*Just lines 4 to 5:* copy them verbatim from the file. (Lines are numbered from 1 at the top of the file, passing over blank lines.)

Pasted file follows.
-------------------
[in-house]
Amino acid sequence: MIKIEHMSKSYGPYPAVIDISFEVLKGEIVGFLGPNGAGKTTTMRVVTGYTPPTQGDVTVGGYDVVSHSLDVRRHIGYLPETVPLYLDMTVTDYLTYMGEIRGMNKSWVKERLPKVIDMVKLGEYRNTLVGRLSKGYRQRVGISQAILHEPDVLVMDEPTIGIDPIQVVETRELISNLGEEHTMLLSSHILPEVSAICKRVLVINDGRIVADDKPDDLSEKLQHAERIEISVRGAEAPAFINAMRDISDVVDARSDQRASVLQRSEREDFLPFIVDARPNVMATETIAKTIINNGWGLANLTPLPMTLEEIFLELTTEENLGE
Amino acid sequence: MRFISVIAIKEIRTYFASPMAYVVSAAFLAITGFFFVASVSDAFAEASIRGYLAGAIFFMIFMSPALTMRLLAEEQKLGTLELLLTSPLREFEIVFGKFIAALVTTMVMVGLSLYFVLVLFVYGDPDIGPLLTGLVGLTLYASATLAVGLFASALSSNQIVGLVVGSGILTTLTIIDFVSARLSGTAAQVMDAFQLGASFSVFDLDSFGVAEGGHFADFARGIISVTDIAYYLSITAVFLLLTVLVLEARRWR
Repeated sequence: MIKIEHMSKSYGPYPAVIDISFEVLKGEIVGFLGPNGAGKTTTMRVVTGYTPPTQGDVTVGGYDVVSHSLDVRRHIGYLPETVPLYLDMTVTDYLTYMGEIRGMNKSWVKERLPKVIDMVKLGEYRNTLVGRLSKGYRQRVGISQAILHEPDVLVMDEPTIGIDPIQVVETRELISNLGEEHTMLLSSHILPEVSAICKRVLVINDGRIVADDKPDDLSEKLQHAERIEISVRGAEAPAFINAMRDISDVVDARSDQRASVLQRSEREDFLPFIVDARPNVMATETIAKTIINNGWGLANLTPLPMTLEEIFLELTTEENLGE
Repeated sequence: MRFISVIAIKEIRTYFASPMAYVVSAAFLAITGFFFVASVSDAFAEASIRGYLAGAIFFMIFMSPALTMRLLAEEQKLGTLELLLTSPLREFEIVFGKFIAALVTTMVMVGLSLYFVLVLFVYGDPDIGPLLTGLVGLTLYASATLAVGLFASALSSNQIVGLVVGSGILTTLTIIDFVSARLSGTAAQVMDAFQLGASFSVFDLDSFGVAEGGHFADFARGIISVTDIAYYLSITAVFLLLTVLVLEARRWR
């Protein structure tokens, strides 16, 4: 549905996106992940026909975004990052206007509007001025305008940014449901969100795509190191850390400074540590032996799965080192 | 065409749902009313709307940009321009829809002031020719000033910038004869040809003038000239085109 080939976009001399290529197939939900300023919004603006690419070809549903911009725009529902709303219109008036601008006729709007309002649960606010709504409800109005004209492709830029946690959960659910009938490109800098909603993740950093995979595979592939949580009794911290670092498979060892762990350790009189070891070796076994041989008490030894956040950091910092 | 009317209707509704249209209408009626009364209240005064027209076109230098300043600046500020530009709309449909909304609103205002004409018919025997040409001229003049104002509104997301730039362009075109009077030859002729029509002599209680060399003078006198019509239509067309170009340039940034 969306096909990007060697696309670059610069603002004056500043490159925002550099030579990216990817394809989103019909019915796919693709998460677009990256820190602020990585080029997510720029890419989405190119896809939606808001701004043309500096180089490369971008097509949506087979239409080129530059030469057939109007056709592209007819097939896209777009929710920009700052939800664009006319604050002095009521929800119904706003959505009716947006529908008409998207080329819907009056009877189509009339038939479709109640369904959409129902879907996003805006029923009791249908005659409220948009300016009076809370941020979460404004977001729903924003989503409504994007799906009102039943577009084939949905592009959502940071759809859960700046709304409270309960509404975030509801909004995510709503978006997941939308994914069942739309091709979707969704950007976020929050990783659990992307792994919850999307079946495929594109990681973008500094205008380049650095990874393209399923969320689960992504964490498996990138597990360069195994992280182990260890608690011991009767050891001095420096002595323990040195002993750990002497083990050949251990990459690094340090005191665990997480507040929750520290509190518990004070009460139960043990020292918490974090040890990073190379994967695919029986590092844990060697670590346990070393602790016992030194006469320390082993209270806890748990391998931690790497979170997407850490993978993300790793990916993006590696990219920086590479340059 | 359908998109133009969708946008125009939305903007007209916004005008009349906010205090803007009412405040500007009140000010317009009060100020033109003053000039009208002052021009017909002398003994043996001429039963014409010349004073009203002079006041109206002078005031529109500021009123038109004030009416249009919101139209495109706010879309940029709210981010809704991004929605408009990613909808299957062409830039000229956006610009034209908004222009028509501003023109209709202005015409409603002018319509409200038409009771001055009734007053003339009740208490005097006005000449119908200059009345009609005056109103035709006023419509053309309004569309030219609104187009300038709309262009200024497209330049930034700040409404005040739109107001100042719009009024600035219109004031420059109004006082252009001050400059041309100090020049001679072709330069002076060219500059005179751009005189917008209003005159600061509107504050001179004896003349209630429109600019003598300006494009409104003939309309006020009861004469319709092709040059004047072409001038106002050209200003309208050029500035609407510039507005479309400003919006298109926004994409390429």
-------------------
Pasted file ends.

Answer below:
Repeated sequence: MIKIEHMSKSYGPYPAVIDISFEVLKGEIVGFLGPNGAGKTTTMRVVTGYTPPTQGDVTVGGYDVVSHSLDVRRHIGYLPETVPLYLDMTVTDYLTYMGEIRGMNKSWVKERLPKVIDMVKLGEYRNTLVGRLSKGYRQRVGISQAILHEPDVLVMDEPTIGIDPIQVVETRELISNLGEEHTMLLSSHILPEVSAICKRVLVINDGRIVADDKPDDLSEKLQHAERIEISVRGAEAPAFINAMRDISDVVDARSDQRASVLQRSEREDFLPFIVDARPNVMATETIAKTIINNGWGLANLTPLPMTLEEIFLELTTEENLGE
Repeated sequence: MRFISVIAIKEIRTYFASPMAYVVSAAFLAITGFFFVASVSDAFAEASIRGYLAGAIFFMIFMSPALTMRLLAEEQKLGTLELLLTSPLREFEIVFGKFIAALVTTMVMVGLSLYFVLVLFVYGDPDIGPLLTGLVGLTLYASATLAVGLFASALSSNQIVGLVVGSGILTTLTIIDFVSARLSGTAAQVMDAFQLGASFSVFDLDSFGVAEGGHFADFARGIISVTDIAYYLSITAVFLLLTVLVLEARRWR